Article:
Monday, June 1, 2009
Last Friday I saw the future of the book business
Last Wednesday I wrote that Lightning Source, the dominant Print-On-Demand printer, is launching an Espresso Book Machine (EBM) pilot program. Books will be printed at the point of sale -- primarily bookstores and libraries -- not at Lightning's own facilities.
The EBM was developed by On Demand Books and was named to Time Magazine's "Best Inventions of 2007" list. It provides revolutionary direct-to-consumer distribution and printing. The EBM is like a vending machine for books, but contains only raw materials (paper and ink), not completed products. It automatically prints, binds, and trims, on demand at point of sale, perfect-bound, standard-quality paperback books at about 14 EBM locations in the USA now. More locations will be added gradually.
Participating publishers in the experiment include John Wiley, Hachette, McGraw-Hill, Simon & Schuster, Clements, Cosimo, E-Reads, Bibliolife, Information Age, Macmillan, University of California Press and W.W. Norton.
A few hours after I uploaded that blog post, Lightning Source announced that they would open the Espresso printing program to all of the publishers that use Lightning.
On Friday I was BookExpo in Manhattan, primarily to see the Espresso Book Machine in action. It was pumping out books every few minutes. The photo above shows one of my books in the output slot of the machine. (CONFESSION: I took the book to the show -- it wasn't printed there.)
One title printed there was, ironically, Morris Rosenthal's "Print-On-Demand Book Publishing." I took home a copy and compared it to a copy that was printed normally by LSI. It appears identical to the regular LSI version, except that the cover was not laminated and appears a bit lighter in color (perhaps because it wasn't laminated). I'm not sure if the Espresso can laminate.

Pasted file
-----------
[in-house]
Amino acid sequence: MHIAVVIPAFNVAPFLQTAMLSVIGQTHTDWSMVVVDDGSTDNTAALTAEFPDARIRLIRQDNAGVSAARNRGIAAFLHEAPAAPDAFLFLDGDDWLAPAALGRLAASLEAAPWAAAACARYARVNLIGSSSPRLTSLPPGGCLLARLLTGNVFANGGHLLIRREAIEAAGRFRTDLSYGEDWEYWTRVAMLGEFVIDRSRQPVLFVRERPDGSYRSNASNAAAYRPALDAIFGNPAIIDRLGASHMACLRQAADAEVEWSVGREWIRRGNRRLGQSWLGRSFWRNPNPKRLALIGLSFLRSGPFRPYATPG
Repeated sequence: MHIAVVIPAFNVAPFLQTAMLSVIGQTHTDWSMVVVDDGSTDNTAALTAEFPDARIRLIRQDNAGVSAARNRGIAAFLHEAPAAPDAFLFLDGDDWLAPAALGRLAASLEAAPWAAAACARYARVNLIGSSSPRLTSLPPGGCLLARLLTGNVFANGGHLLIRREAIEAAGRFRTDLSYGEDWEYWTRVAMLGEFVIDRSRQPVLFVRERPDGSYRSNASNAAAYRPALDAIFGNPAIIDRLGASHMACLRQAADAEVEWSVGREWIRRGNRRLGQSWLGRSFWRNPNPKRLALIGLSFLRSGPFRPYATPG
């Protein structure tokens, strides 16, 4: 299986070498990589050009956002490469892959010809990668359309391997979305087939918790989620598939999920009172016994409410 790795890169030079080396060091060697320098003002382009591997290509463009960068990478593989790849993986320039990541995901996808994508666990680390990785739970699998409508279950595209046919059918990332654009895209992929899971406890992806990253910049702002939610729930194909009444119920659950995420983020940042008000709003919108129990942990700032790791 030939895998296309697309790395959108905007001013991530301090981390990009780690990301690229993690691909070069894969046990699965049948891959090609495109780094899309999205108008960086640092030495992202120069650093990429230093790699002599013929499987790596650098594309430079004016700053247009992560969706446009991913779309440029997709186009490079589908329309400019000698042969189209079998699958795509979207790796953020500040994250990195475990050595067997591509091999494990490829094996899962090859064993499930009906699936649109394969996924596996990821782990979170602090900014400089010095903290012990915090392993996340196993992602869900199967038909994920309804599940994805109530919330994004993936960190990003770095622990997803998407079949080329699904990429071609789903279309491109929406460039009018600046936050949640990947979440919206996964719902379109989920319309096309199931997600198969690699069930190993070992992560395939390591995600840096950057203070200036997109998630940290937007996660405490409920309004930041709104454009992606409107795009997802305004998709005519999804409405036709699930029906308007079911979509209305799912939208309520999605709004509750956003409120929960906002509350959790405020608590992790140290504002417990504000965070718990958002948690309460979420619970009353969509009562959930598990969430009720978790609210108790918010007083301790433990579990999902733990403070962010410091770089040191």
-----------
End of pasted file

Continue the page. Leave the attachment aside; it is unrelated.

The book store business has been in the dumper, but Espresso can make huge changes to help B&N and mom & pops compete against Amazon. It also helps people who want near-instant gratification but prefer to read on paper instead of e-book readers like Kindle.
Instead of waiting one to three days to receive a book from an online bookseller, people wait just three or four minutes, and can buy snacks while they wait. No shipping. No warehousing. No remainders. No markdowns. No returns. No shredding and pulping. No copies becoming obsolete on the shelf. No waiting for special orders. No shipping errors. No shipping delays.
The Espresso could be a Godsend to self-publishers who have been kept out of, or avoided, brick-and-mortar bookstores. Presumably B&N will accept the same 20% discount on books that are printed in a store, as with books ordered online or as a in-store special order.
While there is no reason to assume that a store-printed book will be much less expensive than a conventional book on the store shelf or shipped by Amazon, the efficiencies should have some effect. Perhaps college texts could come down to $70 or $50 or $30 from $100.
It should become as easy to order an instant book, as to use a B&N kiosk to special order a non-stocked book. I think the only limitation will be the ability to produce the machines fast enough.
The next few years will be an exciting time to be a self-publisher, and now there is another good reason to use Lightning to "print" your books -- even if they actually get printed in a Barnes & Noble store or a college library. Or maybe even in a shopping mall between the kiosks for sunglasses and ear piercing.